UPDATE: Thursday, Nov 10, 2022 · 1:53:41 AM +00:00
President Joe Biden said during a news conference to discuss midterm election results on Wednesday that he hopes Russian President Vladimir Putin will be willing to “talk more seriously” about a prisoner exchange for Brittney Griner ”now that the election is over.”
“That is my intention,” Biden said. “My intention is to get her home, and we’ve had a number of discussions so far.”
When a Russian appeals court rejected the appeal of WNBA star Brittney Griner last month keeping her confined to a detention center near Moscow, it was widely reported that she would end up in a Russian penal colony, which New York Times writer Ruth Maclean described as “the descendants of gulags, the notorious Stalin-era labor camps where millions of Russians lost their lives.”
“Some prisoners are tortured, or beaten by fellow inmates,” Maclean wrote. “Some have to work 16-hour days. A few are forced to watch Russian propaganda on repeat.”
But for Griner, it’s unclear what exactly lies in store following the rejected appeal of her nine-year sentence on Russian drug smuggling and cannabis possession charges. Her legal team said in a statement the Times obtained that Griner is being transferred to a penal colony and her attorneys don’t know her location. They have only the promise that they will be notified of Griner’s final destination via official mail in a process that may take up to two weeks.
In the meantime, officials with the administration of President Joe Biden are continuing work to get Griner home.
The United States has offered to exchange Viktor Bout, a Russian arms dealer held in a penitentiary in Marion, Illinois, for Griner and Paul Whelan, a former U.S. Marine convicted in Moscow of espionage in a prisoner swap. But a senior official with the Biden administration told CNN that the administration has yet to get “a serious counteroffer” from Russia.
Griner’s attorneys had hoped an appeal would at least lead to a reduced sentence. Aleksandr Boikov, one of those attorneys, told the Times the Khimki Court that sentenced Griner initially overlooked “serious procedural violations during detention, extraction of physical evidence, arrest and investigation” to impose an “unprecedentedly harsh” sentence. Boikov said the verdict did “not correspond to the current legal practice of Russian courts.”
White House Press Secretary Karine Jean-Pierre said in a statement on Wednesday:
Every minute that Brittney Griner must endure wrongful detention in Russia is a minute too long. As the Administration continues to work tirelessly to secure her release, the President has directed the Administration to prevail on her Russian captors to improve her treatment and the conditions she may be forced to endure in a penal colony. As we have said before, the U.S. Government made a significant offer to the Russians to resolve the current unacceptable and wrongful detentions of American citizens. In the subsequent weeks, despite a lack of good faith negotiation by the Russians, the U.S. Government has continued to follow up on that offer and propose alternative potential ways forward with the Russians through all available channels. The U.S. Government is unwavering in its commitment to its work on behalf of Brittney and other Americans detained in Russia – including fellow wrongful detainee Paul Whelan.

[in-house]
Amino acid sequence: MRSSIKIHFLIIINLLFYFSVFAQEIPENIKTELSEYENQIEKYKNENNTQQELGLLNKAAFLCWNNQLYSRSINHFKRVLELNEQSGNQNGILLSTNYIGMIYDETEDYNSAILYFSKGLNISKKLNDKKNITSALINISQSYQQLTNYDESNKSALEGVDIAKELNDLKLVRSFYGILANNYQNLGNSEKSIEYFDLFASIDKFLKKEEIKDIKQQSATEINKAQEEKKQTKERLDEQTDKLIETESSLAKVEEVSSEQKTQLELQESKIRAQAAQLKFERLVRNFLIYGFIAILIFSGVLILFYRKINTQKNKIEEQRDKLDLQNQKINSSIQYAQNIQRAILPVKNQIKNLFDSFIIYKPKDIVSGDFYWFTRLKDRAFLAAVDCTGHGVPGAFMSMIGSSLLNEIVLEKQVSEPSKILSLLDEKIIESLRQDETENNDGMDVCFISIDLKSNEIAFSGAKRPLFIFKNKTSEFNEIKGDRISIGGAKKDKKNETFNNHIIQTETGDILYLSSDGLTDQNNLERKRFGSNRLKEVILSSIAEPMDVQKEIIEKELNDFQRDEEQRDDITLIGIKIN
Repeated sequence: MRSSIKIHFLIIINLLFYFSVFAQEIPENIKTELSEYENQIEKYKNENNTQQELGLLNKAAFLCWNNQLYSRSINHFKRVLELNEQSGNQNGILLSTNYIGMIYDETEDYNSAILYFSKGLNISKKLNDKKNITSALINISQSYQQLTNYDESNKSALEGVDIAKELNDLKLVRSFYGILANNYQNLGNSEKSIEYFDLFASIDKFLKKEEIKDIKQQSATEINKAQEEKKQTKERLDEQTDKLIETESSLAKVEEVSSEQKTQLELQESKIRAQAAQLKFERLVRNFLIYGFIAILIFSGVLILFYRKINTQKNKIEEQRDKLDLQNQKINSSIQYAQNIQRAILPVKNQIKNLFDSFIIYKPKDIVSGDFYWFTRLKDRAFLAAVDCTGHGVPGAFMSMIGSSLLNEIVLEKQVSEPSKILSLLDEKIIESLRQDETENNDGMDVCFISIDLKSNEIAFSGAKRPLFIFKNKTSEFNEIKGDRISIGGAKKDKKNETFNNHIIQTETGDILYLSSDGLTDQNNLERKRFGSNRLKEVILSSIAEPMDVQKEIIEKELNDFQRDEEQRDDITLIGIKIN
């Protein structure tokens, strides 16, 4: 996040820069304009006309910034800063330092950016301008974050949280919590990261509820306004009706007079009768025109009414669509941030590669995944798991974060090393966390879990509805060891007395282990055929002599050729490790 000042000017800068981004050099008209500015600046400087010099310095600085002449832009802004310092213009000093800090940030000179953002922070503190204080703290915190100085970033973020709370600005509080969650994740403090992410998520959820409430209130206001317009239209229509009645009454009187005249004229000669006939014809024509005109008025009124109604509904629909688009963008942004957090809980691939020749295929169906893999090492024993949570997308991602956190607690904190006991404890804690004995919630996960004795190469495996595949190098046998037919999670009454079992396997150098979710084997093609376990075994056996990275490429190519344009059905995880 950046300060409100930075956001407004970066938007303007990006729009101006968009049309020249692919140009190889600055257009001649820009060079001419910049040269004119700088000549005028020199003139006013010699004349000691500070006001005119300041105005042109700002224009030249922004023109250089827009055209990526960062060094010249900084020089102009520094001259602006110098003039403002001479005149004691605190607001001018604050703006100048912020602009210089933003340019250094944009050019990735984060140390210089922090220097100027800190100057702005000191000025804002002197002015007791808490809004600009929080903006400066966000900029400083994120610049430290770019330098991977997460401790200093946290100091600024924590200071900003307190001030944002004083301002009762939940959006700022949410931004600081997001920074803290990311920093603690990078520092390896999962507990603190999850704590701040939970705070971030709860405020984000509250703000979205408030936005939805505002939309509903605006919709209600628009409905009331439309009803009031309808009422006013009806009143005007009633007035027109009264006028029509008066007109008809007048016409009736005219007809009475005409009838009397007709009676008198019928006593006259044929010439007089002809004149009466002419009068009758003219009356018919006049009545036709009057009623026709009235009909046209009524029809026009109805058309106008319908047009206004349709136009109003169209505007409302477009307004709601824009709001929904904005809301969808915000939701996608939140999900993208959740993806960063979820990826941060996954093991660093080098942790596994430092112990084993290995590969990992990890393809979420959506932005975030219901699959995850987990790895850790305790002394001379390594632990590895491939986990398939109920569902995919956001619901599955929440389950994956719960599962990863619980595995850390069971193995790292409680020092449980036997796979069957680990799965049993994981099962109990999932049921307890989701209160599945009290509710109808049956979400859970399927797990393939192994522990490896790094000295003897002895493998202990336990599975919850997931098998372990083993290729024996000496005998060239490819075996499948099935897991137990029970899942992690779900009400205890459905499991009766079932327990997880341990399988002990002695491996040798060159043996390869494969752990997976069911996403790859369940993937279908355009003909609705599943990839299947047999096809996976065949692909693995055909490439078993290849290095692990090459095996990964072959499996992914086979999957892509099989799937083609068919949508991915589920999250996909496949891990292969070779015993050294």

Secretary of State Antony Blinken released a similar statement:
Following a sham trial and the unjust sentencing of Brittney Griner, Moscow is transferring her from a prison in Moscow to a remote penal colony. It is another injustice layered on her ongoing unjust and wrongful detention.
As we work to secure Brittney Griner’s release, we expect Russian authorities to provide our Embassy officials with regular access to all U.S. citizens detained in Russia, including Brittney, as is their obligation. Ensuring the health and welfare of U.S. citizen detainees in Russia is a priority, and we will continue to press for fair and transparent treatment for them all.
Our hearts are with Brittney Griner and Paul Whelan, as well as their family, friends, and supporters, who all continue to suffer from Russia’s decision to wrongfully detain U.S. citizens. We continue to work relentlessly to bring them home. I am focused on doing so, as are so many others in the Department. We will not relent until they are reunited with their loved ones.
Lindsay Kagawa Colas, Griner’s agent, has asked the public in a statement the Times obtained to continue writing letters of support. “As we work through this very difficult phase of not knowing exactly where B.G. is or how she is doing, we ask for the public’s support in continuing to write letters and express their love and care for her,” the agent said.
Cherelle Griner, Brittney’s wife, told a crowd on Nov. 1 at Glamour magazine’s 2022 Women of the Year ceremony that words can’t capture the “excruciating pain that stems from having a loved one held hostage.”
“I woke up to a text that changed my entire life,” Cherelle said. “I’ve spent the last eight months riding waves of grief and to be honest, just total disbelief. I can’t believe that I’m standing in front of you guys today living without my favorite person, my greatest love, biggest support, and just sanctuary.”
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